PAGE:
Jerusalem Mayor Nir Barkat seeks re-election today in a race whose two main candidates reject any shared sovereignty over the holy city at the heart of the Israeli-Palestinian conflict. Almost all of the city’s Arab residents will sit it out.
Barkat, 54, a technology millionaire seeking his second term as an independent candidate, says Israel should make no territorial concessions in Jerusalem and Jews should feel free to settle in largely Arab neighborhoods in the city’s eastern sector. Palestinians claim that area, captured by Israel in the 1967 Mideast war, as the capital of a future independent state, while the current Israeli government says the entire city must remain the country’s capital.
“Always leave an open door for a deal,” Barkat said in a conversation with journalists last week, referring to current peace negotiations between Israel and the Palestinians. “But a bad deal is worse than no deal, so anything that has to do with Jerusalem should be off the table.”
Despite such rhetoric, his main opponent Moshe Lion accuses Barkat of a “concessionist attitude” that has allowed a “creeping disengagement from Jerusalem.” In an Oct. 21 Jerusalem Post opinion piece, Lion, running on Prime Minister Benjamin Netanyahu’s Likud-Beitenu list, charged the mayor with insufficient zeal in demolishing unauthorized Arab construction, meeting with radical Islamic elements, and allowing a city council member from the dovish Meretz party, which favors sharing Jerusalem with the Palestinians, to handle the municipal portfolio for the eastern sector.
Jerusalem’s mayor doesn’t have a say in negotiations over the city’s future, which are handled through the prime minister’s office. The mayor can, however, affect the fragile relations between Arab and Jew in the city, especially in administering contested Old City shrines that are flashpoints for violence.
Israel conquered east Jerusalem from Jordan and annexed it shortly after in a move the international community rejects. Israeli construction in east Jerusalem has created friction between the Netanyahu government and the U.S., European Union and United Nations.
Most of Jerusalem’s Palestinians, who comprise about one-third of the city’s population of 780,000, hold local residency status that allows them to vote in municipal elections, though for political reasons no more than a few thousand have exercised that right.
“Jerusalem’s Palestinians decided on a strategy to not vote in local elections in order to send a clear message to the world that we are living under occupation and don’t recognize the annexation of the city,” said Ahmad Sub Laban, a field researcher for Ir Amim, an organization that monitors actions it says jeopardize negotiations on Jerusalem’s final status.
That leaves Jerusalem’s Jewish population, divided roughly between the city’s ultra-Orthodox sector and a mix of secular and modern Orthodox Jews, as the electoral battleground for Barkat and Lion. A Jerusalem Post/Smith survey on Oct. 18 had Barkat leading Lion by 47 percent to 41 percent, with a 3.5 percentage-point margin of error. Earlier polls gave Barkat a 30 percentage-point lead.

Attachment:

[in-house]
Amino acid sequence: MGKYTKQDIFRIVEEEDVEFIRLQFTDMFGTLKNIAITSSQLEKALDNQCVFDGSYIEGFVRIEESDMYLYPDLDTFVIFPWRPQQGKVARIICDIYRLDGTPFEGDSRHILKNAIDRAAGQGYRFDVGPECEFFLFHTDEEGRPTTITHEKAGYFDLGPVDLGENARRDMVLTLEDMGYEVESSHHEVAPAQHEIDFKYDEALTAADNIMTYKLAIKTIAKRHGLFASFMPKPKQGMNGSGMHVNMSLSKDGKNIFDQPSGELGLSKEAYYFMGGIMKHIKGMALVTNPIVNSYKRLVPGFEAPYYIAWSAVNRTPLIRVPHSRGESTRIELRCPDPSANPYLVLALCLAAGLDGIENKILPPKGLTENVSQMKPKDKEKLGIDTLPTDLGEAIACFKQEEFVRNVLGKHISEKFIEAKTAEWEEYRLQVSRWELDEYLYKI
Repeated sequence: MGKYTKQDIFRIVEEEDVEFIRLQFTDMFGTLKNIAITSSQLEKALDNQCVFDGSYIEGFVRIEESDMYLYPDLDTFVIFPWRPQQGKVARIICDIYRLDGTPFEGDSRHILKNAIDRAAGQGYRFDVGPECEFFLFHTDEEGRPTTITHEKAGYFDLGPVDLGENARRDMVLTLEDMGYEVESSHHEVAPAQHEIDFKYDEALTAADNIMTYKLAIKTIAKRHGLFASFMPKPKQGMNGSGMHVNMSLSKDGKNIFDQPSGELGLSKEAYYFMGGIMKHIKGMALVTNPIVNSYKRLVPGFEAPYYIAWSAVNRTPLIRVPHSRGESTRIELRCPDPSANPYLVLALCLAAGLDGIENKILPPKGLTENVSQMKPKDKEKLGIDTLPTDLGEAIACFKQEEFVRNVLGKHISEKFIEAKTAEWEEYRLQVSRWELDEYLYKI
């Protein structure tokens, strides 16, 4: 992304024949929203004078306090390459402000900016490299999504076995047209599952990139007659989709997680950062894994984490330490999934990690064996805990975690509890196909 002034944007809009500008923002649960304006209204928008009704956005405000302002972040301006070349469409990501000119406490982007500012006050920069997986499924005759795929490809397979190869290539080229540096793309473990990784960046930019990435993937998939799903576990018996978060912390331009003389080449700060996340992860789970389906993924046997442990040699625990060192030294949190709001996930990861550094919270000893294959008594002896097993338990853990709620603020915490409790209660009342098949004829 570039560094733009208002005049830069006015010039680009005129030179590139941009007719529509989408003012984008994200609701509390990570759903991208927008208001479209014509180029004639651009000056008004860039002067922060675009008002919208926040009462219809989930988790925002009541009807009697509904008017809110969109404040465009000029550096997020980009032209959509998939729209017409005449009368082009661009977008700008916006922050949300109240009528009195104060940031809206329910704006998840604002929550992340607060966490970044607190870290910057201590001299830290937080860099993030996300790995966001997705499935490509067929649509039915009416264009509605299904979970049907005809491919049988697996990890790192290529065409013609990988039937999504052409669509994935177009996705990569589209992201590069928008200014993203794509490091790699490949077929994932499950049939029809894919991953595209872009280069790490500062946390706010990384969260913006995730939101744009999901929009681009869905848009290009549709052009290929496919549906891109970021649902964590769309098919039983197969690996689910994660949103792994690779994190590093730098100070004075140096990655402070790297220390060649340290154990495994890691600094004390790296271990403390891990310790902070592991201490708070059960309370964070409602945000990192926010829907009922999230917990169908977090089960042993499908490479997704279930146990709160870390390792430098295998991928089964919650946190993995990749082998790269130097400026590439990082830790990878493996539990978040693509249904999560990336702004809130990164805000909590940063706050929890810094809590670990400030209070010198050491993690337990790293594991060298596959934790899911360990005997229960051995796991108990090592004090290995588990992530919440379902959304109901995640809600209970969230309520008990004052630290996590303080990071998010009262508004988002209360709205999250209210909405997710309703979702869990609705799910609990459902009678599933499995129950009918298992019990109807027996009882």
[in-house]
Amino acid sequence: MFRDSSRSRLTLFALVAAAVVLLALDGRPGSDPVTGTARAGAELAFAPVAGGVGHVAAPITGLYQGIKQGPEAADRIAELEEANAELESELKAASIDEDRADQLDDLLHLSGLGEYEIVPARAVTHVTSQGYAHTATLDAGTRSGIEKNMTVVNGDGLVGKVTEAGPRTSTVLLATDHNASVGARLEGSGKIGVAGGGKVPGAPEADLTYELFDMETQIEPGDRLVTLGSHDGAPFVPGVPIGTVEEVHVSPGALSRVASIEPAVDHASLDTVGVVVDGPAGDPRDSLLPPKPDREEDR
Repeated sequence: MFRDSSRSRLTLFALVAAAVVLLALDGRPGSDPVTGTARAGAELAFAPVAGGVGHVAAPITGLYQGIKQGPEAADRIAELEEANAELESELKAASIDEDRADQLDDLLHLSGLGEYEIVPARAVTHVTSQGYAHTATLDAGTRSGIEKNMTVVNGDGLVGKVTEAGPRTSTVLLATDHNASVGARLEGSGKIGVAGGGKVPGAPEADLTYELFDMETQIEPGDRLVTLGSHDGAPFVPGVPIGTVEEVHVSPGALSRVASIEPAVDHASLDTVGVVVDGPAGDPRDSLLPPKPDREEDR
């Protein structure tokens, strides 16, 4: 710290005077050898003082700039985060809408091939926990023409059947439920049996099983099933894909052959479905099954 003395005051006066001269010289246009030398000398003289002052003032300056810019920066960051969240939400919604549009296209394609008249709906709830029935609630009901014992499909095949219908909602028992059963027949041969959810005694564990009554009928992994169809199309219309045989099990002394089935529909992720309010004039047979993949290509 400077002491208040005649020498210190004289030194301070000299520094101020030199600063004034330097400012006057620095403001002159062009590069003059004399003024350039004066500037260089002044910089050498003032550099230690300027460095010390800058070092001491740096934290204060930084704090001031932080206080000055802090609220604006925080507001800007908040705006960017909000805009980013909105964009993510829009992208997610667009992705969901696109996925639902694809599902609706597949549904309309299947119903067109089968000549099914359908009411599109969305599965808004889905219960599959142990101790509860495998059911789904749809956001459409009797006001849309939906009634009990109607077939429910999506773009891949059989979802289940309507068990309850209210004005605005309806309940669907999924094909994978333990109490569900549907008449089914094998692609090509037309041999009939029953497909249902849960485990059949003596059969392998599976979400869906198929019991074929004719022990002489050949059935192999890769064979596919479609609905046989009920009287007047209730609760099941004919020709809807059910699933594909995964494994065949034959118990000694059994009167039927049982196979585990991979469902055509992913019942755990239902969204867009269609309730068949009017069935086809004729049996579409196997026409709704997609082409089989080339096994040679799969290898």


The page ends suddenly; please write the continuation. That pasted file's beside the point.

Barkat campaigned successfully in 2008 by arguing that previous mayors Ehud Olmert and Uri Lupolianski had catered too much to the ultra-Orthodox, hurting the city’s cultural life and damaging its economic prospects. He says his administration has pursued a more balanced approach that has boosted tourism and employment, increased the number of cultural events and reversed the flight of non-ultra-Orthodox Jews from the city.
Lion, a religiously observant accountant and former government official who moved to Jerusalem from suburban Tel Aviv just weeks before the election, says Barkat has ignored economically weaker neighborhoods and done too little to halt rising housing costs or improve schools.
Lion has two powerful patrons: Yisrael Beitenu party chief and former Foreign Minister Avigdor Liberman, a leader of Israel’s Soviet-immigrant community; and Aryeh Deri, chairman of the Shas party, which draws its support from ultra-Orthodox Jews of Middle Eastern and North African descent. Barkat says Lion’s candidacy was manufactured only after he spurned Liberman’s request to appoint unqualified candidates to municipal positions, a charge the Yisrael Beitenu leader denies.
Conspicuously missing from Lion’s backers is Netanyahu, who chose Lion to run his bureau during his first term as prime minister in the 1990s and whose Likud party ran a joint slate with Yisrael Beitenu in the January national election.
“Since Barkat basically shares and supports Netanyahu’s positions on the status of Jerusalem, the motivation to make a change isn’t there,” said Abraham Diskin, a political science professor at The Hebrew University of Jerusalem. “It is also likely the prime minister is not that comfortable with Lion’s ties to Liberman and Deri, with whom he has complicated relations.”
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